As the covers below show, there was a period within African literature - particularly with Francophone and Anglophone writing - where the child soldier narrative dominated. One of these narratives included Chris Abani's Song For Night, first published in 2007 and recently published by Telegram Books to mark their tenth anniversary.
Considering the 'backlash among African literati' in this 'African child soldier' genre, as pointed out by Aaron Bady, it would have been quite interesting to know why the publisher decided to publish this particular book as part of their celebration. This does not take away from the book itself, which as I point out below is beautifully written, but it would have been nice for a foreword to be included to provide a little explanation for that. That aside, here are my thoughts.
A look at some African child soldier narratives in the noughties
Winner of the PEN/Beyond Margins Award in 2008, Song for Night is a dreamlike novella that follows My Luck - a 15-year-old, orphaned boy soldier in an unnamed West African country - who has lost his platoon following a land mine explosion. The story tracks his journey - in the past and the many different episodes that have shaped him (life before the war, and then becoming and being a child soldier); as well as the present day (traipsing through dangerous, possibly enemy, territory) as he retraces his footsteps to find his unit.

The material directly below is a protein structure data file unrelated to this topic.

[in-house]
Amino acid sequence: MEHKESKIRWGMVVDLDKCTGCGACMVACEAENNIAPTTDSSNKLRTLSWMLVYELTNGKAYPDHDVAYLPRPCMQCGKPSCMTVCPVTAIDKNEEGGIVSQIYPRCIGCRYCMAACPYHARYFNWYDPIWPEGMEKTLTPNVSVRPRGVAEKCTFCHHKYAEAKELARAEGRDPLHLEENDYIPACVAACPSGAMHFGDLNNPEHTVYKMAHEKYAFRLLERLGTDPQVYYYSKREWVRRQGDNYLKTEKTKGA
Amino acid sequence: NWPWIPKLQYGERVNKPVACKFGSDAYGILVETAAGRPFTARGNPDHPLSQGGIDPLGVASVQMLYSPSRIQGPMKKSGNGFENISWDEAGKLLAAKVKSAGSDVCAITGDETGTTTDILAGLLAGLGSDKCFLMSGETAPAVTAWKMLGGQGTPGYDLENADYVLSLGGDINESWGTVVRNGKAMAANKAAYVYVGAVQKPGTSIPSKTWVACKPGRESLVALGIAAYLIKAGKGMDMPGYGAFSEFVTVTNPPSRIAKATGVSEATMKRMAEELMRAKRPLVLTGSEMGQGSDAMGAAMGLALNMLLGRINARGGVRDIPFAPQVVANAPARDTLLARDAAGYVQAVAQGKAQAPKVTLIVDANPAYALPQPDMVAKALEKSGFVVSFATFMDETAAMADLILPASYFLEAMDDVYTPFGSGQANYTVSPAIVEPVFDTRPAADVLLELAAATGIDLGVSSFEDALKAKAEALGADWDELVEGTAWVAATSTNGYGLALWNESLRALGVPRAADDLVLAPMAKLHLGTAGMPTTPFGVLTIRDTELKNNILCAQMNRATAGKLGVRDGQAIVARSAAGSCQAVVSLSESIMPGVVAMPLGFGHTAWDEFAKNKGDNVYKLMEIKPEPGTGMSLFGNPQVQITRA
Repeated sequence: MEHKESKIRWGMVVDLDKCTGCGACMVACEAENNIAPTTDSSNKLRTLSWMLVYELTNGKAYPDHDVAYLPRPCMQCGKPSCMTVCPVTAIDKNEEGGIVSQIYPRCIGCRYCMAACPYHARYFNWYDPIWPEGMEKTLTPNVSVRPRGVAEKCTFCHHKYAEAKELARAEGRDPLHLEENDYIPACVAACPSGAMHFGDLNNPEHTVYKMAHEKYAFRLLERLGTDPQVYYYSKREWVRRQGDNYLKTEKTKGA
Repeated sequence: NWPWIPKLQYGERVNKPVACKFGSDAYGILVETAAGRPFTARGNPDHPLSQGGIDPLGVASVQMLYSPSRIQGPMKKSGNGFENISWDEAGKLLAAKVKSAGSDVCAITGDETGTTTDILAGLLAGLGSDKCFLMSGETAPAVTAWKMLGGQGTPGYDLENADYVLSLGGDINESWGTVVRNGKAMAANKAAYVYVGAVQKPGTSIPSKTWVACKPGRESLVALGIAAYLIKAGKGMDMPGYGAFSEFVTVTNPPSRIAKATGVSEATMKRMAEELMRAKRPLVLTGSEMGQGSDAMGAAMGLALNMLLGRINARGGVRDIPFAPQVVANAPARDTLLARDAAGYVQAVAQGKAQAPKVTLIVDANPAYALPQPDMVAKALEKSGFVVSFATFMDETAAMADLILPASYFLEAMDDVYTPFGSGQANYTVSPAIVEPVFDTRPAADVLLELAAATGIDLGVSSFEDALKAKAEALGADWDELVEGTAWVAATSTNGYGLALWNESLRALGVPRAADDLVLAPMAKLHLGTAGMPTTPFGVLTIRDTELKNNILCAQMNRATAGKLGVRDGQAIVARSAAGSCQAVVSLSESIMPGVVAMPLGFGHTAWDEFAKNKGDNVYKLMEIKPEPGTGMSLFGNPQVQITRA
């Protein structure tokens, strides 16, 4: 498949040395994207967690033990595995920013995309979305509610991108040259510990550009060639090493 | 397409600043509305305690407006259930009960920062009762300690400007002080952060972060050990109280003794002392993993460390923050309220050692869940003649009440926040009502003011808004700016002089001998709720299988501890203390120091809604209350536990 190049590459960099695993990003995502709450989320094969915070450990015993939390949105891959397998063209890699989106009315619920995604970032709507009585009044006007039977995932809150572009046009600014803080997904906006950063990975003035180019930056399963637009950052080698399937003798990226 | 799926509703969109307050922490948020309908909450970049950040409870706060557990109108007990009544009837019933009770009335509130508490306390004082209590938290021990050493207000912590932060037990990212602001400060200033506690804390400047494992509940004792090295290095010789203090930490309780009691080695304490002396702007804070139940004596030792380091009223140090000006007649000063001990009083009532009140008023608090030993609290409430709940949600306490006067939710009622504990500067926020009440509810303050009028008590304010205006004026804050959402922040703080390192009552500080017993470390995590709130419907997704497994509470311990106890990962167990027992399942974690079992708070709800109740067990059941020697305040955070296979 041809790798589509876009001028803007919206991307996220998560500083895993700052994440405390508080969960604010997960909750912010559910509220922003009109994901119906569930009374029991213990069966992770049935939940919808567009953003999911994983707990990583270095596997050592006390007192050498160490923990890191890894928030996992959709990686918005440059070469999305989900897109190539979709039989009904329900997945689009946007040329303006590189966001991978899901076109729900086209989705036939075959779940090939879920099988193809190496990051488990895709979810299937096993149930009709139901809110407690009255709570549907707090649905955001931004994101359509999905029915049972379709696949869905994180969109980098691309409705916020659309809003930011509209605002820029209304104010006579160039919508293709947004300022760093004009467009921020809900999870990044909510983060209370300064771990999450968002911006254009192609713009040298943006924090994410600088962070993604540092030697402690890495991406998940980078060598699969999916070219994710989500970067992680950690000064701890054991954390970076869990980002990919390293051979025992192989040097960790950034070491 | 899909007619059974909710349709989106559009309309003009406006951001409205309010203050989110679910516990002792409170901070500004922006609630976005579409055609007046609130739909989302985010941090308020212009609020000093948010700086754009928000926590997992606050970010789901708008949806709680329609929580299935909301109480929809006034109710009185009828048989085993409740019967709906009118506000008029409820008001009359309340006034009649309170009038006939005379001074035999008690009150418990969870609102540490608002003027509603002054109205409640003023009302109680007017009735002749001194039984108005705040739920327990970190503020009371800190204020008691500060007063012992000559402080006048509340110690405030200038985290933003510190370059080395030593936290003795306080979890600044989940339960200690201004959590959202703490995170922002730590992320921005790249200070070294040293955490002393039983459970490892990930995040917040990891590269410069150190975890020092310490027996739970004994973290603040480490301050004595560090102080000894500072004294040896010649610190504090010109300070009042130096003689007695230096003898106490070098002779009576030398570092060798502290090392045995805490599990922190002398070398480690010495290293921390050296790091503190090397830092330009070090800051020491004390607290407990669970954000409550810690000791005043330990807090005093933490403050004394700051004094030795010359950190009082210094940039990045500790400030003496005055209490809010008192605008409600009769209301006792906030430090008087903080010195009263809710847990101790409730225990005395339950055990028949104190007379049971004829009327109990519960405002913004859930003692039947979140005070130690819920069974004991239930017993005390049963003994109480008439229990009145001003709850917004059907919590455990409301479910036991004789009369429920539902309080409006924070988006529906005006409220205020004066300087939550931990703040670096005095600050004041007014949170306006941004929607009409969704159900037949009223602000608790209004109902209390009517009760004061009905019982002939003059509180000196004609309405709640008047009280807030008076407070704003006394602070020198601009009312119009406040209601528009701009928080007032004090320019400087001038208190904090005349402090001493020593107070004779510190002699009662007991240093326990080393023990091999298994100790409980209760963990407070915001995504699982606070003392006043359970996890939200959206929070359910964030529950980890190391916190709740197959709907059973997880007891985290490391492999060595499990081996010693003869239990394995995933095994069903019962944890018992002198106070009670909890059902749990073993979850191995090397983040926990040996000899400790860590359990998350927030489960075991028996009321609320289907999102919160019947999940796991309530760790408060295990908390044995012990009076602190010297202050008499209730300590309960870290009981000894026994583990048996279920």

Told from My Luck's perspective, he lets the reader know early in the story that, 'What you hear is not my voice'. Trained - similar to the other boys and girls in his unit - as human mine detectors and defusers; they were silenced by their commanding officer who demanded their vocal chords be removed (so that the others do not hear the 'death screams' of another child being exploded by a mine; and can concentrate solely on their own mines).
As My Luck has woken up after being unconscious following the mine explosion, I couldn't help but wonder as I read if the present day was a dream or reality; and if My Luck was looking back at his life as he passed away. He does experience a lot of visions during his journey, and might be walking in circles. There are certainly many clues that make you wonder what the case might be.
The writing is gorgeous, which in a way made me very uncomfortable, especially considering the focus of the novella. It is after all about child soldiers, and poetic is not a word I would choose to use to describe what it must mean, and feel like, to be a child soldier. Yet, in reading Song For Night, I did feel like it was in a way trying to humanise the child soldier narrative.
There is also beauty in the novella, which reveals - to some extent - the light that could be found in such bleakness. The children developed a beautiful form of sign language to counter the loss of their vocal chords; My Luck falls in love with his fellow comrade - a young girl, Ijeoma - to counter the rape and brutality that occurred following rampages in towns and villages; the touching moments of My Luck's past - his mother who taught him how to crotchet - to counter the number of lives he had taken in the three years since he had been a child soldier.
Almost ten years after it was published, there is still something to be said about Song For Night. In its focus on separation, searching, displacement, love, suffering and horror it attempts to humanise a very harrowing aspect of Africa's history that really and truly cannot (and should not) be erased. Even if the narrative of the African child soldier is not the full picture of any conflict-affected African country - it is also a part of its reality that should not be discarded.